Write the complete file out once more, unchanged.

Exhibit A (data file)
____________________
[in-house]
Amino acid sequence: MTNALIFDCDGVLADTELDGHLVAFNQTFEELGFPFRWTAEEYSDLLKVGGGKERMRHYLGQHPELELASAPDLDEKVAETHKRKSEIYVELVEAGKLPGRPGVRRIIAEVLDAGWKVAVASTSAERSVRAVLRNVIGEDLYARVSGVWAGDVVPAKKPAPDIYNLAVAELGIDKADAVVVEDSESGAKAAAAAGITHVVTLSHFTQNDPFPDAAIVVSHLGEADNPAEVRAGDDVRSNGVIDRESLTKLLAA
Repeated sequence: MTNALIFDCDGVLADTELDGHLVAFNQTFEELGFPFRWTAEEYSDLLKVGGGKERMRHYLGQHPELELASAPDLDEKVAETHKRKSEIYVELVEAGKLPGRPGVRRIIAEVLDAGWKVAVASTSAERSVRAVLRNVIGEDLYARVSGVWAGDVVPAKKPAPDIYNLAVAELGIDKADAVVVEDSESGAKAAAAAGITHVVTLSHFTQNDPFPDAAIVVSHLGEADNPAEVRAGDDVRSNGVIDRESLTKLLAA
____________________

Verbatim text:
[in-house]
Amino acid sequence: MTNALIFDCDGVLADTELDGHLVAFNQTFEELGFPFRWTAEEYSDLLKVGGGKERMRHYLGQHPELELASAPDLDEKVAETHKRKSEIYVELVEAGKLPGRPGVRRIIAEVLDAGWKVAVASTSAERSVRAVLRNVIGEDLYARVSGVWAGDVVPAKKPAPDIYNLAVAELGIDKADAVVVEDSESGAKAAAAAGITHVVTLSHFTQNDPFPDAAIVVSHLGEADNPAEVRAGDDVRSNGVIDRESLTKLLAA
Repeated sequence: MTNALIFDCDGVLADTELDGHLVAFNQTFEELGFPFRWTAEEYSDLLKVGGGKERMRHYLGQHPELELASAPDLDEKVAETHKRKSEIYVELVEAGKLPGRPGVRRIIAEVLDAGWKVAVASTSAERSVRAVLRNVIGEDLYARVSGVWAGDVVPAKKPAPDIYNLAVAELGIDKADAVVVEDSESGAKAAAAAGITHVVTLSHFTQNDPFPDAAIVVSHLGEADNPAEVRAGDDVRSNGVIDRESLTKLLAA